Friday, January 6, 2012

Why We Need the American Society of Genealogists

The genealogy blogosphere has been hopping with discussions about citing sources, exclusivity, and gatekeepers. It has me somewhat baffled. There have been some implications (and outright statements) that the American Society of Genealogists' distinction of “Fellow” creates a privileged class full of gatekeepers who just want to keep the rest of us down.

Really? From their website:

“Election to the American Society of Genealogists is based on a candidate’s published genealogical scholarship. Emphasis is upon compiled genealogies and published works that demonstrate an ability to use primary source material; to evaluate and analyze data; to properly document evidence; and to reach sound, logical conclusions presented in a clear and proper manner.” [1]

I must have missed the part where they were endowed with super keeping out powers. Instead what I see is a recognition of those who have worked tirelessly to provide us with accessible examples of genealogical scholarship. I see those who have exposed fraudulent genealogies, such as those of Gustav Anjou.[2] I see those who have taught us how to not inadvertently create fraudulent genealogies ourselves. I see those who have given their time and effort, sometimes at great personal expense, to the pursuit of legitimized genealogical scholarship.These are the folks that have brought us past name collectors, past royal connection hunters, and past being ridiculed as the red headed stepchild of the historical community (or at least firmly on that path). These Fellows have brought genealogy to the point where the historical community is starting to take notice. Elizabeth Shown Mills in particular has been instrumental in this shift. See, for example, the added insight her work has shed on black slave owners in Louisiana here [3] and here [4]. This is genealogy affecting the way we understand history. Do you think anyone would have listened fifty years ago?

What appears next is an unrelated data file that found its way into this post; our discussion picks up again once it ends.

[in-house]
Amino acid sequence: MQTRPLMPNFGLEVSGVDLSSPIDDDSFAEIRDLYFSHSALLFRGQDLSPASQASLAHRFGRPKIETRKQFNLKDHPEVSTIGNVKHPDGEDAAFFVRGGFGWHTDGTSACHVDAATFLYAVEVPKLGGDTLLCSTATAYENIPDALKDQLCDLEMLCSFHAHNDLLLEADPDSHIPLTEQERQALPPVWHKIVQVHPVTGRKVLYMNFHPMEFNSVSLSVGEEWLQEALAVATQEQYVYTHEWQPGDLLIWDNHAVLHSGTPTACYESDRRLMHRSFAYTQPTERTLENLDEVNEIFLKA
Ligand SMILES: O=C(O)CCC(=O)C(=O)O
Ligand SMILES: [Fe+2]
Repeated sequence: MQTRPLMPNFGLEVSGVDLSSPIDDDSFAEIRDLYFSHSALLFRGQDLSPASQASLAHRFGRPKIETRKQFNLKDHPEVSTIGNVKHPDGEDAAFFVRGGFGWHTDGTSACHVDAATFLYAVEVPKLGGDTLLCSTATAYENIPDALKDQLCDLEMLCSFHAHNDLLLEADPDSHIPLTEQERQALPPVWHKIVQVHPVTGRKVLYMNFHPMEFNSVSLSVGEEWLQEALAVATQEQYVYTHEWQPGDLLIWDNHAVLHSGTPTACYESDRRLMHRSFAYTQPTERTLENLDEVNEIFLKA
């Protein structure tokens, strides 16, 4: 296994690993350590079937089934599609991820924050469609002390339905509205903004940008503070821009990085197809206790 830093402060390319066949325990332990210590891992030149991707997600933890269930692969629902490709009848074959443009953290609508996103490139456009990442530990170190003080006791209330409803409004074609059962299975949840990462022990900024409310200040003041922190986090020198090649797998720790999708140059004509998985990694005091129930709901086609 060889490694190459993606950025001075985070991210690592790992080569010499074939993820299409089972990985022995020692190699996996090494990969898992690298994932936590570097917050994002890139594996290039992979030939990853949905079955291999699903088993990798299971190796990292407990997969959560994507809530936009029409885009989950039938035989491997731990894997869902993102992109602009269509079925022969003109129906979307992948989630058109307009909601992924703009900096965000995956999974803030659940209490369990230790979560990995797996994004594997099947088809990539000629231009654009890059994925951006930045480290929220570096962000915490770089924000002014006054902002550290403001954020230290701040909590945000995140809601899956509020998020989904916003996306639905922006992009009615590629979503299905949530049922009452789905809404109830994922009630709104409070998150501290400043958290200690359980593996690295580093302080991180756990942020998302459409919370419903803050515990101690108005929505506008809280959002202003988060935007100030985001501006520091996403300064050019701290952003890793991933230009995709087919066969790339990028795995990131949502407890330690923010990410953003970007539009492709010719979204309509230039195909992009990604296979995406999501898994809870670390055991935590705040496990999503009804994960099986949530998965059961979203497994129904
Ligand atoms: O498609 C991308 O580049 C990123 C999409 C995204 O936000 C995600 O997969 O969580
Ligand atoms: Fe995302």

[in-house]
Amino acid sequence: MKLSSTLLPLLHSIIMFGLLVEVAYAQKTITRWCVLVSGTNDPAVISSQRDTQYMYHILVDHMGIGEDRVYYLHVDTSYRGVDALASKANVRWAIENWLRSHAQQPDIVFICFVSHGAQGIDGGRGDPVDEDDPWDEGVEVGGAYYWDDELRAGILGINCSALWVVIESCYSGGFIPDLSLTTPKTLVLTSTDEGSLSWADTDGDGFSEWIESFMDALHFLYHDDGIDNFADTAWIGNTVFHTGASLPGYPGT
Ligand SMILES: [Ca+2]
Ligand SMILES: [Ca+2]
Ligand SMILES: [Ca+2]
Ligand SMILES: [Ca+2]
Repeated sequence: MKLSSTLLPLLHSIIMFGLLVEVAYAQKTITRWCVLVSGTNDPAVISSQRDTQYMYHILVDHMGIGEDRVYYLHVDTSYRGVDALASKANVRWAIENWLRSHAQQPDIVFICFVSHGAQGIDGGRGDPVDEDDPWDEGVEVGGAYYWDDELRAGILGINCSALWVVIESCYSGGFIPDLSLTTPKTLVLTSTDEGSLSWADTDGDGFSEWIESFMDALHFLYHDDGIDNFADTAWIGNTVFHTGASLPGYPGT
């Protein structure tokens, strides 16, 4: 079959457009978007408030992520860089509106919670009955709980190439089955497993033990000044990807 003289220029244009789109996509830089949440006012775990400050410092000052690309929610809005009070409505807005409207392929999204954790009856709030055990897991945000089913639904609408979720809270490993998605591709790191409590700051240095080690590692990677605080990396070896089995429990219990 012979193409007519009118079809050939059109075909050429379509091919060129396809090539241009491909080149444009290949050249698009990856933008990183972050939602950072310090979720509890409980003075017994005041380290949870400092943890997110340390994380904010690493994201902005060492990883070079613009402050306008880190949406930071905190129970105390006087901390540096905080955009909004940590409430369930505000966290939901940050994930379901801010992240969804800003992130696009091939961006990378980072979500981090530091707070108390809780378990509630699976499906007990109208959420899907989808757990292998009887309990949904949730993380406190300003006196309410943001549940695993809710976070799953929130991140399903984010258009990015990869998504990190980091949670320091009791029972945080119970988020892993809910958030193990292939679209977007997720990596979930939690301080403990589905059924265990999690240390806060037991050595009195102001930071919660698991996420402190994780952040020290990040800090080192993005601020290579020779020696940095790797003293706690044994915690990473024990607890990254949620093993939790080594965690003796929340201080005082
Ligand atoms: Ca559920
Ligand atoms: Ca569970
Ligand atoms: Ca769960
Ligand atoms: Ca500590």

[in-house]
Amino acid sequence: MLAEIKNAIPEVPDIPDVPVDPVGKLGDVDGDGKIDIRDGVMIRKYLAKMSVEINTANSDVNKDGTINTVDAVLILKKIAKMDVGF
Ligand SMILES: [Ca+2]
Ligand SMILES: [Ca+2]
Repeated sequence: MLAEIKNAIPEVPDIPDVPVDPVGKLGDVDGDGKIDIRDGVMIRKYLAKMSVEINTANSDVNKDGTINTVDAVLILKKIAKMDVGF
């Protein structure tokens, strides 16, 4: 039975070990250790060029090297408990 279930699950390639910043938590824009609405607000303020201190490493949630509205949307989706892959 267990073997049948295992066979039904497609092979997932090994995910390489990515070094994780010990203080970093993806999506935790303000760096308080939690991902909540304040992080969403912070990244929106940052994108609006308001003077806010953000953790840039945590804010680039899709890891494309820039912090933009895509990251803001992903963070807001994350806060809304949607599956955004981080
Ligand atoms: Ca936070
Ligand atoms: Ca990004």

So I find myself baffled by the backlash. Do we expect, after writing and researching for only a few years that we deserve this same level of respect? Should we not expect to earn recognition as one of the genealogy community’s best researchers and teachers only over the course of a lifetime? A new generation of genealogists is coming up in the ranks (frankly there is always a new generation on their way up) and they—we—must expect to pay our dues in the traditional manner. Everything can’t always be me, me, me, and now, now, now.

This gives rise to the question of whether these awards and distinctions are worthwhile. I submit that they are, in fact, invaluable. At some point in our genealogy growth curve we all discover how much we don’t know. It’s my observation that we do this again and again. We grow, we plateau, and then something shows us—again—just how much we still have to learn. These somethings, these spurs to our growth, come from FASG’s, they come from scholarly journals, they come from Institutes (taught by CGs, AGs, and FASGs). We would stop growing without their examples of peer reviewed scholarship. The peer review process of scholarly journals, and the peer elected process of ASG’s Fellow distinction, gives us, as growing genealogists, a body of work we can trust and build upon.


[1] American Society of Genealogists, Current Fellows of the American Society of Genealogists ( : accessed 6 January 2012), specifically the first paragraph.

[2] Gordon L. Remington FASG, "Gustave We Hardly Knew Ye," Genealogical Journal, 19 (1991).

[3] Elizabeth Shown Mills, “Isle of Canes and Issues of Conscience: Master-Slave Sexual Dynamics and Slaveholding by Free People of Color, ” Between Two Worlds: A Special Issue of The Southern Quarterly: A Journal of the Arts in the South 43 (Winter 2006): 158–75, specifically beginning on page 162; digital image at Elizabeth Shown Mills, Historic Pathways ( : accessed 6 January 2012).

[4] Elizabeth Shown Mills, “Social and Family Patterns on the Colonial Louisiana Frontier,” Sociological Spectrum 2 (1982): 233–48; digital image at Elizabeth Shown Mills, Historic Pathways ( : accessed 6 January 2012).

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